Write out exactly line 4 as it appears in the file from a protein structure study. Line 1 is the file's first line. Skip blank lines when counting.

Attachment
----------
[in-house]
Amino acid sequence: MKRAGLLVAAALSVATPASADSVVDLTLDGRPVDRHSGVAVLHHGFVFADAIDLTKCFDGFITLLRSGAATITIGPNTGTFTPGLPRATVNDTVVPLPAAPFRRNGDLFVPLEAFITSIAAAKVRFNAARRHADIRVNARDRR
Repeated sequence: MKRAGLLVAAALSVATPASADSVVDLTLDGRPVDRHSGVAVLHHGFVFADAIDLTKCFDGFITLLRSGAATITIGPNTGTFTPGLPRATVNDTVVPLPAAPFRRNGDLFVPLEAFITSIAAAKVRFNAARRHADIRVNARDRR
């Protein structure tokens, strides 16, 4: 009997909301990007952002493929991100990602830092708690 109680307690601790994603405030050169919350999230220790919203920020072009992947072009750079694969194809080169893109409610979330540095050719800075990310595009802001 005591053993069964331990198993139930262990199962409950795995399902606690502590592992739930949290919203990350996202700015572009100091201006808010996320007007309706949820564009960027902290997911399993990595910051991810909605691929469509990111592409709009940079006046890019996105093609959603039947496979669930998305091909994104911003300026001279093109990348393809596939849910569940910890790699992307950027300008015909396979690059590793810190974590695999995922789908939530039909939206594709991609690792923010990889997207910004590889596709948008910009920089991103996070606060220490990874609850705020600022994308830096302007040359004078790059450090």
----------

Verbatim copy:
């Protein structure tokens, strides 16, 4: 009997909301990007952002493929991100990602830092708690 109680307690601790994603405030050169919350999230220790919203920020072009992947072009750079694969194809080169893109409610979330540095050719800075990310595009802001 005591053993069964331990198993139930262990199962409950795995399902606690502590592992739930949290919203990350996202700015572009100091201006808010996320007007309706949820564009960027902290997911399993990595910051991810909605691929469509990111592409709009940079006046890019996105093609959603039947496979669930998305091909994104911003300026001279093109990348393809596939849910569940910890790699992307950027300008015909396979690059590793810190974590695999995922789908939530039909939206594709991609690792923010990889997207910004590889596709948008910009920089991103996070606060220490990874609850705020600022994308830096302007040359004078790059450090």